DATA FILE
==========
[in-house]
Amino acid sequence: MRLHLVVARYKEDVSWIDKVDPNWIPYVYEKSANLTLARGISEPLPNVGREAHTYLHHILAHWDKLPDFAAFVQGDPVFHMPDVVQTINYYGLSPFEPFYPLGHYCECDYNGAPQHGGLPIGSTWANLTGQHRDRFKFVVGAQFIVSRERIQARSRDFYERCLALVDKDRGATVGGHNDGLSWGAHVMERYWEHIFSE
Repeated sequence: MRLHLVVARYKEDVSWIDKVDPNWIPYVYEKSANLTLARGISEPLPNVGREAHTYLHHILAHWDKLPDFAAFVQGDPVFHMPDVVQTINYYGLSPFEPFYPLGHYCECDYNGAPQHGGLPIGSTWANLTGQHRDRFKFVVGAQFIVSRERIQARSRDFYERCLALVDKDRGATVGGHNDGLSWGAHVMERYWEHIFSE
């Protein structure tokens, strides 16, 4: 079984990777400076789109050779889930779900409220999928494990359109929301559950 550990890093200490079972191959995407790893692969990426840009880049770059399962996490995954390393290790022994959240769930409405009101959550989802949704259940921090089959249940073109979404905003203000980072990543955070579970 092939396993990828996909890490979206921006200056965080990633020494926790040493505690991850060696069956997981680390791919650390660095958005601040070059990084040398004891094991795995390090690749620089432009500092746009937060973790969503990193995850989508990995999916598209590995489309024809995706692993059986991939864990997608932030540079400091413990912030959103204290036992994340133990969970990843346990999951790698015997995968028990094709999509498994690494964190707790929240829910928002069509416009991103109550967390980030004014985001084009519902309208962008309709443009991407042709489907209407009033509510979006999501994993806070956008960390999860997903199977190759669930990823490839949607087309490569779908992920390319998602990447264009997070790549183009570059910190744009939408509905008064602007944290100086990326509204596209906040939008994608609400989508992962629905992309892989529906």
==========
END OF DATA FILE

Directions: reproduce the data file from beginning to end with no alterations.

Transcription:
[in-house]
Amino acid sequence: MRLHLVVARYKEDVSWIDKVDPNWIPYVYEKSANLTLARGISEPLPNVGREAHTYLHHILAHWDKLPDFAAFVQGDPVFHMPDVVQTINYYGLSPFEPFYPLGHYCECDYNGAPQHGGLPIGSTWANLTGQHRDRFKFVVGAQFIVSRERIQARSRDFYERCLALVDKDRGATVGGHNDGLSWGAHVMERYWEHIFSE
Repeated sequence: MRLHLVVARYKEDVSWIDKVDPNWIPYVYEKSANLTLARGISEPLPNVGREAHTYLHHILAHWDKLPDFAAFVQGDPVFHMPDVVQTINYYGLSPFEPFYPLGHYCECDYNGAPQHGGLPIGSTWANLTGQHRDRFKFVVGAQFIVSRERIQARSRDFYERCLALVDKDRGATVGGHNDGLSWGAHVMERYWEHIFSE
């Protein structure tokens, strides 16, 4: 079984990777400076789109050779889930779900409220999928494990359109929301559950 550990890093200490079972191959995407790893692969990426840009880049770059399962996490995954390393290790022994959240769930409405009101959550989802949704259940921090089959249940073109979404905003203000980072990543955070579970 092939396993990828996909890490979206921006200056965080990633020494926790040493505690991850060696069956997981680390791919650390660095958005601040070059990084040398004891094991795995390090690749620089432009500092746009937060973790969503990193995850989508990995999916598209590995489309024809995706692993059986991939864990997608932030540079400091413990912030959103204290036992994340133990969970990843346990999951790698015997995968028990094709999509498994690494964190707790929240829910928002069509416009991103109550967390980030004014985001084009519902309208962008309709443009991407042709489907209407009033509510979006999501994993806070956008960390999860997903199977190759669930990823490839949607087309490569779908992920390319998602990447264009997070790549183009570059910190744009939408509905008064602007944290100086990326509204596209906040939008994608609400989508992962629905992309892989529906």